Richmond, Julius B., and Rashi Fein, The Health Care
Mess: How We Got Into It and What It Will Take to Get               “Insuring America’s Health: Principles and Recommen-
Out, Harvard University Press, 2005.                                dations,” Institute of Medicine Committee on the Conse-
  Two Harvard Medical School professors recount the histo-          quences of Uninsurance, National Academies Press, 2004.
ry of American medicine and trends in financing health care           In its sixth and final report, an expert panel urges federal
and conclude that the United States could afford universal          lawmakers to create a plan for insuring the entire population
health coverage.                                                    by 2010.

Swartz, Katherine, Reinsuring Health: Why More Mid-                 Burton, Alice, Isabel Friedenzoh and Enrique Martinez-
dle-Class People Are Uninsured and What Government                  Vidal, “State Strategies to Expand Health Insurance Cov-
Can Do, Russell Sage Foundation, 2006.                              erage: Trends and Lessons for Policymakers,” The Com-
  A professor of health policy and economics at the Harvard         monwealth Fund, January 2007.
School of Public Health argues that more people could buy            Analysts summarize recent state initiatives to extend health
insurance and coverage would be cheaper if the federal gov-         coverage to more adults and children.
ernment offered insurance companies financial protection for
the highest-cost illnesses.                                         Haase, Leif Wellington, A New Deal for Health: How to
                                                                    Cover Everyone and Get Medical Costs Under Control,
Articles                                                            The Century Foundation, April 2005.
                                                                      A health analyst for the nonprofit group outlines cost, quality
Appleby, Julie, “Health Coverage Reform Follows State-              and coverage issues that the group says make it necessary for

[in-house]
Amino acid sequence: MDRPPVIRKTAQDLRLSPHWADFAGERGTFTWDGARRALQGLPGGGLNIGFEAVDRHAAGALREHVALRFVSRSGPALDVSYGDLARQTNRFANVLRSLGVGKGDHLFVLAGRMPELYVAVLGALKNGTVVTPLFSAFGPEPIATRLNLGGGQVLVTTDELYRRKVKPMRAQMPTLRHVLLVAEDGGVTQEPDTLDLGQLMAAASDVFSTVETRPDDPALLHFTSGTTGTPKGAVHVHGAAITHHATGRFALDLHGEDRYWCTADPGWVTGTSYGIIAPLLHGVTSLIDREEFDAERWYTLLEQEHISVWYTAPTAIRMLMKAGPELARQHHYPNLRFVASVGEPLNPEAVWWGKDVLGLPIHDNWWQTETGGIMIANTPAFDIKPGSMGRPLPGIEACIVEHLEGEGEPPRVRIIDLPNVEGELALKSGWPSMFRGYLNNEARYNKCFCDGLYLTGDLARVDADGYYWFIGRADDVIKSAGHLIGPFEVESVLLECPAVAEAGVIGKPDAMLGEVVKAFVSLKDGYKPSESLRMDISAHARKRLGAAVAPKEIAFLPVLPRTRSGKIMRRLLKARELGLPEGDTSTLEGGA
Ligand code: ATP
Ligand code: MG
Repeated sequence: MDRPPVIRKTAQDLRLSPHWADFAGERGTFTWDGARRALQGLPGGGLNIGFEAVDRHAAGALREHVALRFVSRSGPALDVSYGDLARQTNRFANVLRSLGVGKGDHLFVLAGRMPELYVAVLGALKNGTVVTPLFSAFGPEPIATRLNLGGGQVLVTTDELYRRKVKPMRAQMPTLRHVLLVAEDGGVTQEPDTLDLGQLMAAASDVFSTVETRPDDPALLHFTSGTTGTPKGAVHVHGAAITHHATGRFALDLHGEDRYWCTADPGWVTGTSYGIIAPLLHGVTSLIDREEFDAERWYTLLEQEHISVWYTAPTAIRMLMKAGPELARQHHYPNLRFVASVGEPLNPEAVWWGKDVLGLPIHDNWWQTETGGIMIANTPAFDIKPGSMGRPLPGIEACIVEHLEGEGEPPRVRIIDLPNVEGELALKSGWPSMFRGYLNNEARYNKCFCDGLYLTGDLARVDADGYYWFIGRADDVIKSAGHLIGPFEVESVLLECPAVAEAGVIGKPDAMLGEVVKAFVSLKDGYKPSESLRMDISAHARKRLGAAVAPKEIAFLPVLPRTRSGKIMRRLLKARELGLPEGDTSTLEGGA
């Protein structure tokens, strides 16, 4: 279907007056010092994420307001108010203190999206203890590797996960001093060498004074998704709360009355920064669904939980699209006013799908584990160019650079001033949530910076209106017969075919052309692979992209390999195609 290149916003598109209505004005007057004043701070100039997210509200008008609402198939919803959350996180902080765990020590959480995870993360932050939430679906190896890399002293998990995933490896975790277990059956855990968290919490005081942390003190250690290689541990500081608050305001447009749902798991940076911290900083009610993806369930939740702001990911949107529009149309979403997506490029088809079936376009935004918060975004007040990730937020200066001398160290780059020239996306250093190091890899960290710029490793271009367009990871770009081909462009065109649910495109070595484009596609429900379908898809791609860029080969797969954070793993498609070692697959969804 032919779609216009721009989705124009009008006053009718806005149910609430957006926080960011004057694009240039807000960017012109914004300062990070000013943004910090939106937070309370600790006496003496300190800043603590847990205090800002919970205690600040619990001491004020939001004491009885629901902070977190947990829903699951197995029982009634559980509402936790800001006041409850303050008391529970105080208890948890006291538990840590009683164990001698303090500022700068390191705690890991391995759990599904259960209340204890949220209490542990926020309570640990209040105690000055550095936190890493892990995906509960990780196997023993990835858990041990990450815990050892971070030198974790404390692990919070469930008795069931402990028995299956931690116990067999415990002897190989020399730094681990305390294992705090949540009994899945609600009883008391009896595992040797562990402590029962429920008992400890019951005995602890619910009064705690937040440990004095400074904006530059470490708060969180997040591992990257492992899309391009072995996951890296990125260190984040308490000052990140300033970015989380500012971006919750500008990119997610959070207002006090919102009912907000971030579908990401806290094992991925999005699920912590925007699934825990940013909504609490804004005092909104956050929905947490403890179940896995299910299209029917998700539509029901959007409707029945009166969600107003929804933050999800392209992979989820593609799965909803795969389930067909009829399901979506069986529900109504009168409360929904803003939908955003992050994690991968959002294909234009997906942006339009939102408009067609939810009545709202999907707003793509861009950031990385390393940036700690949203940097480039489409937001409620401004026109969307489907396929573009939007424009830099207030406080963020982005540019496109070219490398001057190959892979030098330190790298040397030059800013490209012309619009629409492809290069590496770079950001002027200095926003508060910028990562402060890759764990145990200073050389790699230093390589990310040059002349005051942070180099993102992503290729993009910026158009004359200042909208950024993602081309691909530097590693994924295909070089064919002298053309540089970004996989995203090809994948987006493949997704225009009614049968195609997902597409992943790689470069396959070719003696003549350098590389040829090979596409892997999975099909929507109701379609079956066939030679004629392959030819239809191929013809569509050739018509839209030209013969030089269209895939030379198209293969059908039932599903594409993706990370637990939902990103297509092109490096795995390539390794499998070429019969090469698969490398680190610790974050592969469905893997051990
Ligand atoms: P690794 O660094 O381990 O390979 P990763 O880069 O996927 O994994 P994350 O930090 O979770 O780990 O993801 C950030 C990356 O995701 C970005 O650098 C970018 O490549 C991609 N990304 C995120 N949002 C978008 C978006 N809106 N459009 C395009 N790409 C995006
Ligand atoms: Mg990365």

by-State Path,” USA Today, April 5, 2006.                           the United States to switch to universal coverage.



286        CQ Researcher
                               The Next Step:
                          Additional Articles from Current Periodicals
Federal Solutions                                                 Graham, Judith, “A New Plan to Insure All; Proposal
                                                                  Would Require Illinoisans to Get Health Coverage,”
Harkness, Peter, “No Band-Aid for Medicaid,” CQ Weekly,           Chicago Tribune, Dec. 8, 2006, p. A1.
July 25, 2005, p. 2030.                                             A state task force has endorsed a plan that requires all
  Mike Leavitt and Tommy Thompson, current and former             Illinoisans to obtain health insurance.
secretaries of Health and Human Services, respectively, agree
that Medicaid problems can only be solved through the             Seewer, John, “Colleges Make Health Insurance Mandatory;
broader health-care system.                                       Some Fear Cost May Burden Students,” The Washington
                                                                  Post, March 27, 2005, p. A8.
Miller, Matt, “A Good Idea Inside a Bad One,” Time,                 Many public universities require students to have health
Feb. 5, 2007, p. 25.                                              insurance prior to enrollment.